Harvard Law Review: Volume 130, Number 7 - May 2017
The Harvard Law Review's May 2017 issue, Number 7, features these contents:
• Article, "A Contextual Approach to Harmless Error Review," by Justin Murray
• Book Review, "Courting Abolition," by Deborah W. Denno
• Book Review, "This Land Is My Land?" by Tracey Meares
• Note, "Clarifying Kiobel's 'Touch and Concern' Test"
• Note, "If These Walls Could Talk: The Smart Home and the Fourth Amendment Limits of the Third Party Doctrine"
Furthermore, student commentary analyzes Recent Cases on: trademark law and applying the Lanham Act to wholly foreign sales; election law and the test for partisan gerrymandering; civil procedure and whether service of process may be accomplished internationally via Twitter; felon disenfranchisement and the governor's clemency power; international law and sentencing for war crime of attacking cultural heritage; and international arbitration and whether Uruguay's anti-tobacco regulations violate Philip Morris's investment rights. Finally, the issue includes two summaries of Recent Publications.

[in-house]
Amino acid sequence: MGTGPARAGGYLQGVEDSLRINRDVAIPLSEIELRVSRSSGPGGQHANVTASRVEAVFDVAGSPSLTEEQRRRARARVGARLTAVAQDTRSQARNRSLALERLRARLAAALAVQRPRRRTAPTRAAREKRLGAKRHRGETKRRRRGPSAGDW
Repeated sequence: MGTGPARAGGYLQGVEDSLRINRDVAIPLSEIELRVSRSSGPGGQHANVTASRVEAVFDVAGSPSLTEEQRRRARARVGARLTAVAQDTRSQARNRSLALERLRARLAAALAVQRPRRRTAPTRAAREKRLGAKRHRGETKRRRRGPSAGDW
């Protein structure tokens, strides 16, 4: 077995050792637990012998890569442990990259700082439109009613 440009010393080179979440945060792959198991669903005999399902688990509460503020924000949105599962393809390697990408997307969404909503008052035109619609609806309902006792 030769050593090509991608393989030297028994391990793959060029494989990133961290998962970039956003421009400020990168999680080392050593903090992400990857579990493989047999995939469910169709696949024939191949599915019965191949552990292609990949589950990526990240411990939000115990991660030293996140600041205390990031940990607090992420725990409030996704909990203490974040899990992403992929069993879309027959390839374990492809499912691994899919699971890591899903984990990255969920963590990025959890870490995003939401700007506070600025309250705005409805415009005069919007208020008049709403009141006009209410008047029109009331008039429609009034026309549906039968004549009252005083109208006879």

The Harvard Law Review is offered in a quality digital edition, featuring active Contents, linked footnotes, active URLs, legible tables, and proper ebook and Bluebook formatting. The Review is a student-run organization whose primary purpose is to publish a journal of legal scholarship. It comes out monthly from November through June and has roughly 2500 pages per volume. Student editors make all editorial and organizational decisions. This is the seventh issue of academic year 2016-2017.